Retirement Mistake No.8: The Wrong Time Horizon
Posted In: Retirement Planning for Entrepreneurs

Average life expectancy increased from 47 years in 1900 to almost 78 in 2004. Do not underestimate how long you might be around. The tables show that it could be longer rather than shorter, so consider investing your funds accordingly. Have you ever had the thought or concern, “Do I have enough money to last?”

When people get concerned about preserving money, having enough of it, and wanting to keep it close to the vest, what types of investments do they often make? Usually lower-yielding investments. Instead of looking at other investment options including annuities, income funds, or mid- to long-term GICs, they keep their investment capital in a short-term, cashable GIC, or even worse, a low- or no- interest bank account.

If you can earn higher returns on a longer-term GIC, why would you buy the short-term GIC? My response is that with the short-term GIC the return is good for six months, after which you have the option of reinvesting your money in another GIC or any other investment vehicle you choose. Although the return might be lower, these shorter-term investments facilitate the need for liquidity better than the long-term GIC.

On the other hand, longer-term fixed-income securities typically provide for a higher income, which can be helpful in meeting current needs. For these reasons, it is very important to consider, before you put your plan in place, the trade-off between your living needs and your potential need for liquidity.

Everyone’s goals are different.

As people age and get older, they might think that they should invest for a shorter and shorter time horizon because they are getting older. In some cases, this can be a big mistake. In a lot of cases, I advise that investments should outlast one’s life expectancy.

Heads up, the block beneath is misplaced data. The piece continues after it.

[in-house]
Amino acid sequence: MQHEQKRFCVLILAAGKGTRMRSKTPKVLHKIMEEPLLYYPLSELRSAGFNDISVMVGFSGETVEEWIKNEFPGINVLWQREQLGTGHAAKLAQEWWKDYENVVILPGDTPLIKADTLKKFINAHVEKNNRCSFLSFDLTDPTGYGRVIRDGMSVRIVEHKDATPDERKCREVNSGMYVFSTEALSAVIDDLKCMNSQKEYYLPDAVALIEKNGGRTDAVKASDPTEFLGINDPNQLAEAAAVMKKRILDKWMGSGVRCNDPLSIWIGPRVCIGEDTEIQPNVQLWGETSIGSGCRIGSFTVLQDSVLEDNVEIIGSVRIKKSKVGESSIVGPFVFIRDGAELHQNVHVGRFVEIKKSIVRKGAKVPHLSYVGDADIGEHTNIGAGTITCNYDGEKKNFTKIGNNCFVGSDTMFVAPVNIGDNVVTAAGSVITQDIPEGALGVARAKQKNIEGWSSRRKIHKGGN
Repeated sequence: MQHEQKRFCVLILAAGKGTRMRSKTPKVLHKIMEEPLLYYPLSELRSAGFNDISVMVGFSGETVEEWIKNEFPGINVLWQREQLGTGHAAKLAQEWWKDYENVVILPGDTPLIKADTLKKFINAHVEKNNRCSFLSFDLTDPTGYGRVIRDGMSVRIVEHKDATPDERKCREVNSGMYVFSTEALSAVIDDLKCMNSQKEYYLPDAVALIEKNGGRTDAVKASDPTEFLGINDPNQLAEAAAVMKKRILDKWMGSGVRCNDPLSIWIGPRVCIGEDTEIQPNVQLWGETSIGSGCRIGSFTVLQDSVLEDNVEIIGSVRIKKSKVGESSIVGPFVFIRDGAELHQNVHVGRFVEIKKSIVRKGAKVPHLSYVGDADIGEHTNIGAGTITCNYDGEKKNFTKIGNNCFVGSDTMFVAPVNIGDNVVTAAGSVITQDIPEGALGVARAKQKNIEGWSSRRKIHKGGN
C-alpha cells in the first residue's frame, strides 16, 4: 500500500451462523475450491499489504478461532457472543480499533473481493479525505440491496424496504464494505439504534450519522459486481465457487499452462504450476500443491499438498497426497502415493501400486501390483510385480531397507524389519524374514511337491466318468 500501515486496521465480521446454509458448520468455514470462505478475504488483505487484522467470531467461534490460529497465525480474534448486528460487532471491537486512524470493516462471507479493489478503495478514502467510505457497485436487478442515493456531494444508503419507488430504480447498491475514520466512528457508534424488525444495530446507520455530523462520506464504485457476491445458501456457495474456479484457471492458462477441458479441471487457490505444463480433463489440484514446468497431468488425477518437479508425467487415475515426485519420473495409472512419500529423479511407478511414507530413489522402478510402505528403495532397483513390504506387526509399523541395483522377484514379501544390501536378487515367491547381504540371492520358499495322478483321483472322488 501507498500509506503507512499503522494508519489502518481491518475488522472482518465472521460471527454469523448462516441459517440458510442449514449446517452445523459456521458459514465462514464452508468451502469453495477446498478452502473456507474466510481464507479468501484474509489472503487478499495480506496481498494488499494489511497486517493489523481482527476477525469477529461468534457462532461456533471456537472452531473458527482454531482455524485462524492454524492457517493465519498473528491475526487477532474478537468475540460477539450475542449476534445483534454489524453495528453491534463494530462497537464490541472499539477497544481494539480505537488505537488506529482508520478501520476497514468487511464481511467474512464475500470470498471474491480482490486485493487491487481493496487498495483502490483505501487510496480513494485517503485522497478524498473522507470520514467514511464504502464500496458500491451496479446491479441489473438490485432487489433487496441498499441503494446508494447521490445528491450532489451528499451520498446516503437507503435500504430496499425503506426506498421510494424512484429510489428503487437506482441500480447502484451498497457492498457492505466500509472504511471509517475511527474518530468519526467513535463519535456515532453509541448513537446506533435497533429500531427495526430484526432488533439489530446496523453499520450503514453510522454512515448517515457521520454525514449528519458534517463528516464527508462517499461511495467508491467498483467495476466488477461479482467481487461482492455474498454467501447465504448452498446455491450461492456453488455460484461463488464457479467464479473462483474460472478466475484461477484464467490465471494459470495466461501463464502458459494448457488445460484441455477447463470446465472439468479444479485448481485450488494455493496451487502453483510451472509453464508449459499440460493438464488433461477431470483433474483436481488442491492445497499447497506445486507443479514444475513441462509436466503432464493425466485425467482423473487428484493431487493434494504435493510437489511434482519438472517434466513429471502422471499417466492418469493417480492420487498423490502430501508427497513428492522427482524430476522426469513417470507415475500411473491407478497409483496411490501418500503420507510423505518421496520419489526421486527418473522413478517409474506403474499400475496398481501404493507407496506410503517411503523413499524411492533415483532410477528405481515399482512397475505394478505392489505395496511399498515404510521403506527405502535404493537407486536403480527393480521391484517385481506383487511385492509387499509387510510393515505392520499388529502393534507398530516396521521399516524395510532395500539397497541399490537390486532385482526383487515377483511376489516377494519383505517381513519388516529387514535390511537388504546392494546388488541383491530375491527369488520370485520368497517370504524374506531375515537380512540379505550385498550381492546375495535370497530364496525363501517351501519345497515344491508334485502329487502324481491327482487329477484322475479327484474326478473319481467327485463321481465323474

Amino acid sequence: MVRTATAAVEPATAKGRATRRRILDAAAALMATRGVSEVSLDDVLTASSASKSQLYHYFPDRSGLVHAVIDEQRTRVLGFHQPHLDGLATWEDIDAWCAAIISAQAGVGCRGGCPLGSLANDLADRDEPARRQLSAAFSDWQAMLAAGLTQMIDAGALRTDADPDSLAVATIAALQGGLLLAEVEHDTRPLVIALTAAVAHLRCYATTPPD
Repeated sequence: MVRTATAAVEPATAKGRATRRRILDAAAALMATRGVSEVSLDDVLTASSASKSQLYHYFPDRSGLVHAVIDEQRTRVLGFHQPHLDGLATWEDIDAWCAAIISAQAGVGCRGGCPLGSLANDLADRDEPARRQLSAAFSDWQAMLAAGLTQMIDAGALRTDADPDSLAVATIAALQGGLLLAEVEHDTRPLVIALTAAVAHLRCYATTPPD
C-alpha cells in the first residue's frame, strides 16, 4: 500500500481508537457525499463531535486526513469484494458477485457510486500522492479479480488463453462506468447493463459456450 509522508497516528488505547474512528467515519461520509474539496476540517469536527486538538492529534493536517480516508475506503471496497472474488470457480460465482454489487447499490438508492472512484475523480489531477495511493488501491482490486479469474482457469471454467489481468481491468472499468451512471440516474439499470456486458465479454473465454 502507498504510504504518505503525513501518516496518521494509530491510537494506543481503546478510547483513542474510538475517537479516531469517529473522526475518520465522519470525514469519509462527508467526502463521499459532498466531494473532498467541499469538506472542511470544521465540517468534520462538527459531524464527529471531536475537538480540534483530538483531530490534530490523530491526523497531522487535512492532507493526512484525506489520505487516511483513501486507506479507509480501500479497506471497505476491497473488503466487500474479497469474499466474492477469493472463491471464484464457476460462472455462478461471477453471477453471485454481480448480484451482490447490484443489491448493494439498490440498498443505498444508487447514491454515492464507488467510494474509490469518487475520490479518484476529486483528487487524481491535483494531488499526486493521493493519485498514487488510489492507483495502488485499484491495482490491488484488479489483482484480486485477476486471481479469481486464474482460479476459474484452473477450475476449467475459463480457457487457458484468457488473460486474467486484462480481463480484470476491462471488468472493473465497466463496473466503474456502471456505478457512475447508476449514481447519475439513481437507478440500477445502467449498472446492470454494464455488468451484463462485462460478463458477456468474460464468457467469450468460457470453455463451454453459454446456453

Ultimately, either you are going to out-live your money or your money is going to out-live you. Assuming you have the financial ability to make this choice, I should think you would rather have your money out-live you.

Statistics suggest that a person who reaches the age of 73 will live another 14 years on average. Assuming that life expectancies stay the same or increase and your life expectancy follows that of the average person, your portfolio at age 73 might need to keep working for an average of 14 years. Therefore, if you want your money to last as long as you do, wouldn’t it make sense to consider investment strategies to help you meet your living needs for another 14 years instead of 6 months or 12 months?

Fortify yourself with contentment, for this is an impregnable fortress. – Epictetus

If you want to learn how to build a portfolio that can withstand the test of time and market conditions, you can check out our article on Bomb Shelter Investing.

Published with permission from Grant Hicks

The information provided on this site/blog page is solely for general and educational purposes and is based on the perspectives and opinions of the owners and writers. It is provided with the understanding that it may not be relied upon as, nor considered to be, the rendering of tax, legal, accounting, or professional advice. Please consult an appropriate professional regarding your particular circumstances. This site/blog page may also contain links to other sites which are not maintained or controlled by us. Access to or use of sites to which links are provided are subject to the terms and conditions of such sites. References to third party goods or services should not be regarded as an endorsement of those goods or services. All information provided is believed to be accurate and reliable, however, we cannot guarantee its accuracy. It may also include forward looking statements concerning anticipated results, circumstances, and expectations regarding future events. Forward-looking statements require assumptions to be made and are, therefore, subject to inherent risks and uncertainties. There is significant risk that predictions and other forward looking statements will not prove to be accurate. Commissions, trailing commissions, management fees and expenses all may be associated with mutual fund investments. Please read the prospectus and/or the fund facts before investing. Mutual funds are not guaranteed, their values change frequently and past performance may not be repeated.

Let's Chat